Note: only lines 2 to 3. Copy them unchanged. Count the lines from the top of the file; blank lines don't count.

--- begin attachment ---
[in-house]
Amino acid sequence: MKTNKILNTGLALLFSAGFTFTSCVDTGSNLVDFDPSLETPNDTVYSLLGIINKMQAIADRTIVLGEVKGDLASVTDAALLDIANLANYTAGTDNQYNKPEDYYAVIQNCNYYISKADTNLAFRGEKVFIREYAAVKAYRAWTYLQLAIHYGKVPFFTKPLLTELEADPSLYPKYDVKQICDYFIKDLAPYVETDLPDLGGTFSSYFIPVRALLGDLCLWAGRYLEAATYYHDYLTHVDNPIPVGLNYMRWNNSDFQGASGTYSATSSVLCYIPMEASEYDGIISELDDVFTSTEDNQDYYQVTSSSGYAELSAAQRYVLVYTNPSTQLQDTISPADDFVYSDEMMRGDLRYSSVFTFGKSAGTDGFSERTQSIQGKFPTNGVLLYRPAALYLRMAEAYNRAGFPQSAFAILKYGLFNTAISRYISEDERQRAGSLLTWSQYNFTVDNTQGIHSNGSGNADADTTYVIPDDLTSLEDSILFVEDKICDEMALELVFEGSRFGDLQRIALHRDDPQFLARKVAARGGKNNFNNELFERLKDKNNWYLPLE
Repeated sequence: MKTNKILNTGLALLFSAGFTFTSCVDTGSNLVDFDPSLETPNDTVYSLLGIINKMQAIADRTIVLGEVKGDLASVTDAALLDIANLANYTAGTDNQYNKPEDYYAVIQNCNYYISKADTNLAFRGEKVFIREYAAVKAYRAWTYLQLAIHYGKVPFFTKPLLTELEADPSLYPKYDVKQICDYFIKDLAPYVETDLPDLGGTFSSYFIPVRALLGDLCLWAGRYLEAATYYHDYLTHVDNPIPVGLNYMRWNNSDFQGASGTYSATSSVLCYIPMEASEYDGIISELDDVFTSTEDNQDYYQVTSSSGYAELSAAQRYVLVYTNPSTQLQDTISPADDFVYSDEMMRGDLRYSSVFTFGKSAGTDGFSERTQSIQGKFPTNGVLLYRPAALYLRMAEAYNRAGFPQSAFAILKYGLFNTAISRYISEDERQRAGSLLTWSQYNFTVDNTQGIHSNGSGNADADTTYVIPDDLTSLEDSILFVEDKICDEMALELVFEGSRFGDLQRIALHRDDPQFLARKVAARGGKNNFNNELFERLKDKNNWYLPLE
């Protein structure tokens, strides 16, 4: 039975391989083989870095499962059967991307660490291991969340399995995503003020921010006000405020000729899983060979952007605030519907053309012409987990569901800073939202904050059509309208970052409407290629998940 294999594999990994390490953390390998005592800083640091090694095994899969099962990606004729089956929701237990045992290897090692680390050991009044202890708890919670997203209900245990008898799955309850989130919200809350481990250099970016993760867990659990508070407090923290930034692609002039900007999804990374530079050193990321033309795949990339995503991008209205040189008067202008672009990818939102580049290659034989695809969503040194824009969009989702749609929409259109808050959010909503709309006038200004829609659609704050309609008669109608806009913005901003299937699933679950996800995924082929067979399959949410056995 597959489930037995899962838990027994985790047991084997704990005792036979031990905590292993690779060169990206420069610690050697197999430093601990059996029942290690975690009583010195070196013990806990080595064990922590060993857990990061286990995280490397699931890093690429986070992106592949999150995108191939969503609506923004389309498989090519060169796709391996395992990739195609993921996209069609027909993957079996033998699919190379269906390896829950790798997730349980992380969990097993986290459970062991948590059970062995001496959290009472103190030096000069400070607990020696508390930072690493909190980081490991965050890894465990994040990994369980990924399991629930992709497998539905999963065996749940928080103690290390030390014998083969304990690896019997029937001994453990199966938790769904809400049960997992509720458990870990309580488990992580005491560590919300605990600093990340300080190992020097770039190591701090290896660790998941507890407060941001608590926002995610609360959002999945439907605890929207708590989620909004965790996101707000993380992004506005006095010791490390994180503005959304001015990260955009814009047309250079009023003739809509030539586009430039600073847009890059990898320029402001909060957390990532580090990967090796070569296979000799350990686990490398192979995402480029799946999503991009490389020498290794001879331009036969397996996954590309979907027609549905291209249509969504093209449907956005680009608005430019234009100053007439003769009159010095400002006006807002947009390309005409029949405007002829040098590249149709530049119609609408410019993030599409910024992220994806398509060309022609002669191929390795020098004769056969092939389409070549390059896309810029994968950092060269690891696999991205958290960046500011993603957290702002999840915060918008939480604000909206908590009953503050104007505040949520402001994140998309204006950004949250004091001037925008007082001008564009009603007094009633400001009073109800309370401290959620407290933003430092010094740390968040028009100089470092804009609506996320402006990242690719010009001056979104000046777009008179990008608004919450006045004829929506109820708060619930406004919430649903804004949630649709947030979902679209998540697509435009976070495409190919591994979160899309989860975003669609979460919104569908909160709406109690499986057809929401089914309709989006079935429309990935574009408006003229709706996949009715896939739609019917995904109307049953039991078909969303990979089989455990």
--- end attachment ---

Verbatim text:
Amino acid sequence: MKTNKILNTGLALLFSAGFTFTSCVDTGSNLVDFDPSLETPNDTVYSLLGIINKMQAIADRTIVLGEVKGDLASVTDAALLDIANLANYTAGTDNQYNKPEDYYAVIQNCNYYISKADTNLAFRGEKVFIREYAAVKAYRAWTYLQLAIHYGKVPFFTKPLLTELEADPSLYPKYDVKQICDYFIKDLAPYVETDLPDLGGTFSSYFIPVRALLGDLCLWAGRYLEAATYYHDYLTHVDNPIPVGLNYMRWNNSDFQGASGTYSATSSVLCYIPMEASEYDGIISELDDVFTSTEDNQDYYQVTSSSGYAELSAAQRYVLVYTNPSTQLQDTISPADDFVYSDEMMRGDLRYSSVFTFGKSAGTDGFSERTQSIQGKFPTNGVLLYRPAALYLRMAEAYNRAGFPQSAFAILKYGLFNTAISRYISEDERQRAGSLLTWSQYNFTVDNTQGIHSNGSGNADADTTYVIPDDLTSLEDSILFVEDKICDEMALELVFEGSRFGDLQRIALHRDDPQFLARKVAARGGKNNFNNELFERLKDKNNWYLPLE
Repeated sequence: MKTNKILNTGLALLFSAGFTFTSCVDTGSNLVDFDPSLETPNDTVYSLLGIINKMQAIADRTIVLGEVKGDLASVTDAALLDIANLANYTAGTDNQYNKPEDYYAVIQNCNYYISKADTNLAFRGEKVFIREYAAVKAYRAWTYLQLAIHYGKVPFFTKPLLTELEADPSLYPKYDVKQICDYFIKDLAPYVETDLPDLGGTFSSYFIPVRALLGDLCLWAGRYLEAATYYHDYLTHVDNPIPVGLNYMRWNNSDFQGASGTYSATSSVLCYIPMEASEYDGIISELDDVFTSTEDNQDYYQVTSSSGYAELSAAQRYVLVYTNPSTQLQDTISPADDFVYSDEMMRGDLRYSSVFTFGKSAGTDGFSERTQSIQGKFPTNGVLLYRPAALYLRMAEAYNRAGFPQSAFAILKYGLFNTAISRYISEDERQRAGSLLTWSQYNFTVDNTQGIHSNGSGNADADTTYVIPDDLTSLEDSILFVEDKICDEMALELVFEGSRFGDLQRIALHRDDPQFLARKVAARGGKNNFNNELFERLKDKNNWYLPLE